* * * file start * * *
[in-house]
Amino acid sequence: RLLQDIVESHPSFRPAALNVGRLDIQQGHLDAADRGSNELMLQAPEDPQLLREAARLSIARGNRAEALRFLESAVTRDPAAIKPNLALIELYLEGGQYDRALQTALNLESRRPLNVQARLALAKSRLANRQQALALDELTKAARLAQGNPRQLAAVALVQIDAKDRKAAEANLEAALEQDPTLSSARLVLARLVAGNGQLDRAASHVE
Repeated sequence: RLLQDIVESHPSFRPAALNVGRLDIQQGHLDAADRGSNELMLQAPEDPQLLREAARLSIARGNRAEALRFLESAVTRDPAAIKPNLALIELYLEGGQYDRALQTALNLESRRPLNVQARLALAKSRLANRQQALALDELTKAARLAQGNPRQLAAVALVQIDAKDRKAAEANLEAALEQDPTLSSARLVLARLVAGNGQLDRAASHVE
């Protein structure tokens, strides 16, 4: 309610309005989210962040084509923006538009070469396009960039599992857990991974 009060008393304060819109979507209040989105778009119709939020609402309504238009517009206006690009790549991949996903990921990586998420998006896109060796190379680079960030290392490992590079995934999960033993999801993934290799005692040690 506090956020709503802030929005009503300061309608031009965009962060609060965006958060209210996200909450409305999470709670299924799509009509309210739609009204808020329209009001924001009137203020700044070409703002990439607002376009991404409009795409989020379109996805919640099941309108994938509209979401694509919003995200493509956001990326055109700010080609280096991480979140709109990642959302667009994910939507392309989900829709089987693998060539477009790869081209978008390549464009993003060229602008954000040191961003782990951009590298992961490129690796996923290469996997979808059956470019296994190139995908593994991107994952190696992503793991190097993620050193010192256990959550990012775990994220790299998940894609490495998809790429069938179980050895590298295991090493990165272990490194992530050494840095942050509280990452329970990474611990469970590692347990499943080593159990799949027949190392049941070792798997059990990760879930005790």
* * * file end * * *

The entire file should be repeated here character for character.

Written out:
[in-house]
Amino acid sequence: RLLQDIVESHPSFRPAALNVGRLDIQQGHLDAADRGSNELMLQAPEDPQLLREAARLSIARGNRAEALRFLESAVTRDPAAIKPNLALIELYLEGGQYDRALQTALNLESRRPLNVQARLALAKSRLANRQQALALDELTKAARLAQGNPRQLAAVALVQIDAKDRKAAEANLEAALEQDPTLSSARLVLARLVAGNGQLDRAASHVE
Repeated sequence: RLLQDIVESHPSFRPAALNVGRLDIQQGHLDAADRGSNELMLQAPEDPQLLREAARLSIARGNRAEALRFLESAVTRDPAAIKPNLALIELYLEGGQYDRALQTALNLESRRPLNVQARLALAKSRLANRQQALALDELTKAARLAQGNPRQLAAVALVQIDAKDRKAAEANLEAALEQDPTLSSARLVLARLVAGNGQLDRAASHVE
């Protein structure tokens, strides 16, 4: 309610309005989210962040084509923006538009070469396009960039599992857990991974 009060008393304060819109979507209040989105778009119709939020609402309504238009517009206006690009790549991949996903990921990586998420998006896109060796190379680079960030290392490992590079995934999960033993999801993934290799005692040690 506090956020709503802030929005009503300061309608031009965009962060609060965006958060209210996200909450409305999470709670299924799509009509309210739609009204808020329209009001924001009137203020700044070409703002990439607002376009991404409009795409989020379109996805919640099941309108994938509209979401694509919003995200493509956001990326055109700010080609280096991480979140709109990642959302667009994910939507392309989900829709089987693998060539477009790869081209978008390549464009993003060229602008954000040191961003782990951009590298992961490129690796996923290469996997979808059956470019296994190139995908593994991107994952190696992503793991190097993620050193010192256990959550990012775990994220790299998940894609490495998809790429069938179980050895590298295991090493990165272990490194992530050494840095942050509280990452329970990474611990469970590692347990499943080593159990799949027949190392049941070792798997059990990760879930005790």